Julio Cortez
January 12, 2016

SANTA CLARA, Calif. (AP) Former New York Giants coach Tom Coughlin interviewed into Tuesday evening with the San Francisco 49ers regarding their head coaching vacancy, a person with direct knowledge of the meeting told The Associated Press.

The two-time Super Bowl winning coach met with 49ers general manager Trent Baalke at an unspecified location on the East Coast, the person said, speaking on condition of anonymity because the team isn't making public its interviews or candidates to replace the fired Jim Tomsula.

Tomsula was let go immediately after a season-ending 19-16 overtime win against St. Louis on Jan. 3.

San Francisco CEO Jed York was in Houston on Tuesday for the NFL owners meetings.

The Niners, who went 5-11 and missed the playoffs for a second straight season, interviewed Bengals offensive coordinator Hue Jackson in Cincinnati on Sunday after last week's meetings with fired Eagles coach Chip Kelly and Buccaneers offensive coordinator Dirk Koetter.

San Francisco is certainly seeking experience to replace promoted defensive line coach Tomsula after one disappointing season, and Coughlin fits that bill. His Giants beat the 49ers 20-17 in overtime of the 2011 NFC championship game at Candlestick Park in then-San Francisco coach Jim Harbaugh's first season and New York went on to win the Super Bowl - the franchise's most recent postseason appearance.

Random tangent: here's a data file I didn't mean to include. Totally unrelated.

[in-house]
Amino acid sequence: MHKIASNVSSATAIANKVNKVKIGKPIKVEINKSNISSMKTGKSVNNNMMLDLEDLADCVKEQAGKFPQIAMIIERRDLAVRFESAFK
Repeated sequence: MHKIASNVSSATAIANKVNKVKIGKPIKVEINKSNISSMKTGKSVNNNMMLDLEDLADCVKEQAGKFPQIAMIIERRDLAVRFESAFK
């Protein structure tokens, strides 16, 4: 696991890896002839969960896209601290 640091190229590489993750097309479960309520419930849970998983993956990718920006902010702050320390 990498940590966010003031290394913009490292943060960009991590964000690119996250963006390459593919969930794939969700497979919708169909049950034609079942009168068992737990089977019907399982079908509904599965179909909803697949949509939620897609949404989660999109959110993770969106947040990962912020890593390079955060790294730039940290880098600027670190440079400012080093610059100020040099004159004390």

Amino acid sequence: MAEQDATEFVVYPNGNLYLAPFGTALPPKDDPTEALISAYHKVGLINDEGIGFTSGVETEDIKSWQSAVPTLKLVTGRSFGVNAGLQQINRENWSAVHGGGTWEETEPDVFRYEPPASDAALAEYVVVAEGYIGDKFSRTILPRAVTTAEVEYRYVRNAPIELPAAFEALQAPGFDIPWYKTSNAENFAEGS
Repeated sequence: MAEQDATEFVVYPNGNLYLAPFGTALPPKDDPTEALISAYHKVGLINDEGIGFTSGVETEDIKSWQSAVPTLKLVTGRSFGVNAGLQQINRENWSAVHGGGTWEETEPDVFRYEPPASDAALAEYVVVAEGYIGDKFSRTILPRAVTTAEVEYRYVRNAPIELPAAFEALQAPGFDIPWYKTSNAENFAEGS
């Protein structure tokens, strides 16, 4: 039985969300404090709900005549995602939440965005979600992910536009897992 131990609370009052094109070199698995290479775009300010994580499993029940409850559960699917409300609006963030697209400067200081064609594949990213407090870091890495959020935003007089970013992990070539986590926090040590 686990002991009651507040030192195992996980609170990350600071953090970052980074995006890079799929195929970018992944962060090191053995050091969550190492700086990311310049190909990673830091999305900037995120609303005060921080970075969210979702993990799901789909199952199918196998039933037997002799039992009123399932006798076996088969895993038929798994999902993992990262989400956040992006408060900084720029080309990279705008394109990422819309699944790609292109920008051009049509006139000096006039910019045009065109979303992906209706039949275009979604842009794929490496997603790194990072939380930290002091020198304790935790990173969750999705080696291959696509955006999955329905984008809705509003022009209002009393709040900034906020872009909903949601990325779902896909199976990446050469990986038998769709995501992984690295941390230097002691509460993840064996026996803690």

The 69-year-old Coughlin, one of 13 coaches to win multiple Super Bowls, resigned from the Giants on Jan. 4 after four straight years of missing the playoffs and consecutive 6-10 finishes.

In 2015, he was the oldest active coach in the NFL. He began last season knowing he had to turn things around to keep his job, and the Giants lost six games either in the final 1:14 of regulation or in overtime.

Coughlin had a 110-93 record in 12 seasons with the Giants, winning three division titles in addition to his two championships. He was 72-64 in eight seasons with the then-expansion Jacksonville Jaguars, capturing two division titles and leading them to a pair of conference championship games in their first five seasons.

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